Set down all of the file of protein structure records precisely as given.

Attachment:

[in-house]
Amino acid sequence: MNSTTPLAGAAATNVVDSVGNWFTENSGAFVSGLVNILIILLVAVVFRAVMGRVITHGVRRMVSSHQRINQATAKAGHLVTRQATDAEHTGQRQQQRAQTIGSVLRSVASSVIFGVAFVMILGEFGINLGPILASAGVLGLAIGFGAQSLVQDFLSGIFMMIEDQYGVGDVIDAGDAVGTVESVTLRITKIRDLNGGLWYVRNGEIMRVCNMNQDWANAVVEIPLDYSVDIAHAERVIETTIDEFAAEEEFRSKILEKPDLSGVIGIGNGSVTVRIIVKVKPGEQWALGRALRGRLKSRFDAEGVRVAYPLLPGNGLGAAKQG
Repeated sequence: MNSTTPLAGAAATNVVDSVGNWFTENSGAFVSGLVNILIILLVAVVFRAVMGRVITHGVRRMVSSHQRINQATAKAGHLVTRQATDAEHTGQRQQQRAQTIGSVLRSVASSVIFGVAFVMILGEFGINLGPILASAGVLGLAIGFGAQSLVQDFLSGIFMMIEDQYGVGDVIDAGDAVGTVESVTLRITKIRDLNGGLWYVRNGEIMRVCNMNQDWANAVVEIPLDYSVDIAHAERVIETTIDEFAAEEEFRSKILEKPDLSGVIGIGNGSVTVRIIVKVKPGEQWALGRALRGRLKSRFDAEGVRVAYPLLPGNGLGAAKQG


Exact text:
[in-house]
Amino acid sequence: MNSTTPLAGAAATNVVDSVGNWFTENSGAFVSGLVNILIILLVAVVFRAVMGRVITHGVRRMVSSHQRINQATAKAGHLVTRQATDAEHTGQRQQQRAQTIGSVLRSVASSVIFGVAFVMILGEFGINLGPILASAGVLGLAIGFGAQSLVQDFLSGIFMMIEDQYGVGDVIDAGDAVGTVESVTLRITKIRDLNGGLWYVRNGEIMRVCNMNQDWANAVVEIPLDYSVDIAHAERVIETTIDEFAAEEEFRSKILEKPDLSGVIGIGNGSVTVRIIVKVKPGEQWALGRALRGRLKSRFDAEGVRVAYPLLPGNGLGAAKQG
Repeated sequence: MNSTTPLAGAAATNVVDSVGNWFTENSGAFVSGLVNILIILLVAVVFRAVMGRVITHGVRRMVSSHQRINQATAKAGHLVTRQATDAEHTGQRQQQRAQTIGSVLRSVASSVIFGVAFVMILGEFGINLGPILASAGVLGLAIGFGAQSLVQDFLSGIFMMIEDQYGVGDVIDAGDAVGTVESVTLRITKIRDLNGGLWYVRNGEIMRVCNMNQDWANAVVEIPLDYSVDIAHAERVIETTIDEFAAEEEFRSKILEKPDLSGVIGIGNGSVTVRIIVKVKPGEQWALGRALRGRLKSRFDAEGVRVAYPLLPGNGLGAAKQG